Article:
The Policy requires the Complainant to make at least a prima facie showing that the Respondent has no rights or legitimate interests in the disputed domain name. Once the Complainant makes such a showing, the Respondent may provide evidence to demonstrate that it has rights or legitimate interests in the disputed domain name. The burden of proof, however, always remains on the Complainant to establish that the Respondent lacks rights or legitimate interests in the disputed domain name. See paragraph 2.1 of the WIPO Overview of WIPO Panel Views on Selected UDRP Questions, Second Edition (“WIPO Overview 2.0”).
The Complainant has contended that the Respondent has no rights or legitimate interests in the disputed domain name, stating certain arguments in support of this contention, as described in section 5 above. Thus, the Complainant has established a prima facie case that the Respondent lacks rights or legitimate interests in the disputed domain name.
The Respondent, although given a fair opportunity to do so, chose not to present to the Panel a proper response in accordance with the Rules, paragraph 5(b)(i) and 5(b)(ix), despite the consequences that the Panel may extract from the fact of a default (Rules, paragraph 14). If the Respondent had any legitimate reason for the acquisition and use of the disputed domain name, it could have brought it to the attention of the Panel. In particular, the Respondent has failed to deny the contentions of the Complainant and to contend that any of the circumstances described in Policy, paragraph 4(c), is present in its favor. The only arguments and evidence which the Respondent chose to submit, long after the expiration of the deadline for submission of a response in this proceeding, consist of a certificate for registration of a trademark in Ukraine and the statement that the Respondent has “full rights” in the disputed domain name and does not violate any laws.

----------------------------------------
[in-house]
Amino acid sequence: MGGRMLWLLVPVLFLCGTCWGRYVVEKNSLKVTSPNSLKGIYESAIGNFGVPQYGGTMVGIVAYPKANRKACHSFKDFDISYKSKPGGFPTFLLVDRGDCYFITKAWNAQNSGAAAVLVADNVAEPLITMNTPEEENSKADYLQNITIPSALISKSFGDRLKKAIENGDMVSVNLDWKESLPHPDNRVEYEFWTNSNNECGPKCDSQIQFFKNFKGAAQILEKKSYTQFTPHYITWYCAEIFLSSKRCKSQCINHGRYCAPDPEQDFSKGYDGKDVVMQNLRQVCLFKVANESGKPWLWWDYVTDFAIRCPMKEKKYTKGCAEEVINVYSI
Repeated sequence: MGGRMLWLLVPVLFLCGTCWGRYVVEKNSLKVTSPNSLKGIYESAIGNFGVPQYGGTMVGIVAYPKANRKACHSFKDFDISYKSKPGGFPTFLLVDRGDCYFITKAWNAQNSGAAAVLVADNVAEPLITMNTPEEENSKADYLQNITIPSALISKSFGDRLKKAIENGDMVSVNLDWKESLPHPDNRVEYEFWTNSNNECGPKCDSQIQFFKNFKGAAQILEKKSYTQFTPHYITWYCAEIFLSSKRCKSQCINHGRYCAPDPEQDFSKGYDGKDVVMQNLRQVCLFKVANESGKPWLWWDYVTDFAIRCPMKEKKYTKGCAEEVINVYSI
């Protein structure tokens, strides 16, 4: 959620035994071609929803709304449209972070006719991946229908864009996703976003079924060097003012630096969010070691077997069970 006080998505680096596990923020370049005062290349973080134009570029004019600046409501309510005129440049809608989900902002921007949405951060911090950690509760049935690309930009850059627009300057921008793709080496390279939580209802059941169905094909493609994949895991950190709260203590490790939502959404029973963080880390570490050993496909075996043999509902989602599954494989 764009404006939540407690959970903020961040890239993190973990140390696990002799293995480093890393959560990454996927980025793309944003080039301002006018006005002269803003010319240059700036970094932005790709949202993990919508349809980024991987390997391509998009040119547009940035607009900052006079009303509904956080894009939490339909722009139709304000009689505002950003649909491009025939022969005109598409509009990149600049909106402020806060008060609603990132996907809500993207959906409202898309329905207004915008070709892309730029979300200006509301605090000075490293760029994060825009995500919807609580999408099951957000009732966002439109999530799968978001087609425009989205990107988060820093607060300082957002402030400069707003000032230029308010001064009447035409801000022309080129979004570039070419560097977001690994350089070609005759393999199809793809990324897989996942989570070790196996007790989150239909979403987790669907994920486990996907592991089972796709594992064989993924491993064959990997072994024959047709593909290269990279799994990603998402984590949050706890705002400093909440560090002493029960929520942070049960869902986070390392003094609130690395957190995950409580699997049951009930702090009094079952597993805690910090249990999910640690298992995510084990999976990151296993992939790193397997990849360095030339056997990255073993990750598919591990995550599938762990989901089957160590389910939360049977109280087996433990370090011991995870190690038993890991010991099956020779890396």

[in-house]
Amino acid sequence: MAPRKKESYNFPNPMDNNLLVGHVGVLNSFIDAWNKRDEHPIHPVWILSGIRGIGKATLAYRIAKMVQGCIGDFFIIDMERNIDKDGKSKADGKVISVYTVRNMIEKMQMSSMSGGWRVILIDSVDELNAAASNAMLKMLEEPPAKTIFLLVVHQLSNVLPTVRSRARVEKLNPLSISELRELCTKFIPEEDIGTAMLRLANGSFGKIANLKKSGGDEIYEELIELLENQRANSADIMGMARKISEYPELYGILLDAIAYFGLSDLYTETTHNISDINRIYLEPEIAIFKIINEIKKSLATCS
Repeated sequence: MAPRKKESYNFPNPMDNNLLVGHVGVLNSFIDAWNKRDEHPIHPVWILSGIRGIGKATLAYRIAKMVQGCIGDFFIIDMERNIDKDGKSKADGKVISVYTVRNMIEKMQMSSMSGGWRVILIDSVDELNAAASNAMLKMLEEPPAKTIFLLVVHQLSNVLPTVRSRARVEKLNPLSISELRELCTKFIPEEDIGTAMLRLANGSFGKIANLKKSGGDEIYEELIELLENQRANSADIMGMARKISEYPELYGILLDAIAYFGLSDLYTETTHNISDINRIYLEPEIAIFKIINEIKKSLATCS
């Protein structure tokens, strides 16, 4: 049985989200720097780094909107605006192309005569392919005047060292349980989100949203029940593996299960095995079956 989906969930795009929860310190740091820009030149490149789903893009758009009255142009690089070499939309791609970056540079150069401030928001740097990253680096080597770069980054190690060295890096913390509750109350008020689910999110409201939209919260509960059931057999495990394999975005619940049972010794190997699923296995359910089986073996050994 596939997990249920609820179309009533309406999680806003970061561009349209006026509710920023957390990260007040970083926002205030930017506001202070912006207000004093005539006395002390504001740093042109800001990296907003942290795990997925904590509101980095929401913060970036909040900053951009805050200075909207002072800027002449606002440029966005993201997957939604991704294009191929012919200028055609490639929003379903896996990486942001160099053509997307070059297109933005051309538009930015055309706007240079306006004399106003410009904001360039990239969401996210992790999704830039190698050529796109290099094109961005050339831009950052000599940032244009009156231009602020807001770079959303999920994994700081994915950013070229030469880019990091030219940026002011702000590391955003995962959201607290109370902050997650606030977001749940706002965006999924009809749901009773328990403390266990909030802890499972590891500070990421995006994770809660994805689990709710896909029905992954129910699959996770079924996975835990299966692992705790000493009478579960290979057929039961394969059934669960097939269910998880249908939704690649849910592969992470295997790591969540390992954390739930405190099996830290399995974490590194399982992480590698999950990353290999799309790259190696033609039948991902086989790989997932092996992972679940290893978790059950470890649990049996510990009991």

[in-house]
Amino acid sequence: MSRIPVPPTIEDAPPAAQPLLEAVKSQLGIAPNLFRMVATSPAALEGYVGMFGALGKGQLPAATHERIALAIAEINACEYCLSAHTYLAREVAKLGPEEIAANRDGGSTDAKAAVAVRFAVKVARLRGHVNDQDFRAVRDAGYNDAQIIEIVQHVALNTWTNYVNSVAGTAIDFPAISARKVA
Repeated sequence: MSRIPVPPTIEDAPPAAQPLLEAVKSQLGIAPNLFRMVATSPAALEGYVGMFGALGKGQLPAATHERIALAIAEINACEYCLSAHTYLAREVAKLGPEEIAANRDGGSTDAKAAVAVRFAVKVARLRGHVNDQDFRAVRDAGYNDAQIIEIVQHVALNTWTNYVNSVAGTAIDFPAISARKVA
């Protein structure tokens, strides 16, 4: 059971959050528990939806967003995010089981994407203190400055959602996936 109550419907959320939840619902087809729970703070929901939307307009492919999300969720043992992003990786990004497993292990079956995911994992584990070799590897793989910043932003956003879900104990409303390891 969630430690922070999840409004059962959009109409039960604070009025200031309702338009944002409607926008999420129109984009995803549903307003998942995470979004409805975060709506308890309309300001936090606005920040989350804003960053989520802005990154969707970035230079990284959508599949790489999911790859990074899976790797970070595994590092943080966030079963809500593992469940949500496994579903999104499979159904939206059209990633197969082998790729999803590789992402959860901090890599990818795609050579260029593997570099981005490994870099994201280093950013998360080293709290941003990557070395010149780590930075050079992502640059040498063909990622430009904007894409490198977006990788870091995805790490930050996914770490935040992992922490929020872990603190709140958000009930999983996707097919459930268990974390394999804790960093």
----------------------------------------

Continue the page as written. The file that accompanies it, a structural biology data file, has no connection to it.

In principle, the Respondent may rely on a valid trademark registration to show prior rights under the Policy. Nevertheless, such rights should be recognized only if the overall circumstances in the case show that the registration was obtained in good faith for the purpose of making bona fide use of the mark in the jurisdiction where the mark is registered and not obtained merely to circumvent the application of the Policy. See paragraph 2.7 of the WIPO Overview 2.0.
Having reviewed the trademark certificate submitted by the Respondent and the other relevant documents in the case file, the Panel notes the following. The Respondent has applied for the registration of its VCENE COM AND DEVICE trademark on December 20, 2012, and the trademark was registered on July 10, 2013. The most prominent and recognizable element of its trademark is its “vcene” element. The Complainant’s VCENE trademark was registered on January 11, 2010, and its price comparison website became operative in the spring of 2010. This shows that the Respondent has applied for registration of its trademark almost three years after the Complainant registered its trademark and commenced operating its website at “www.vcene.ua”, while the dominant and distinctive element of the Respondent’s trademark is phonetically identical and visually confusingly similar to the Complainant’s trademark. In its submissions of November 1 and 4, 2013, the Respondent has not denied that it was aware of the Complainant and of the Complainant’s business when it acquired the disputed domain name, and that the two parties offer competing online services on the Ukrainian market, as contended by the Complainant. The actual location of the Respondent in Ukraine is also confirmed by the Respondent’s address there provided for the purposes of its trademark registration.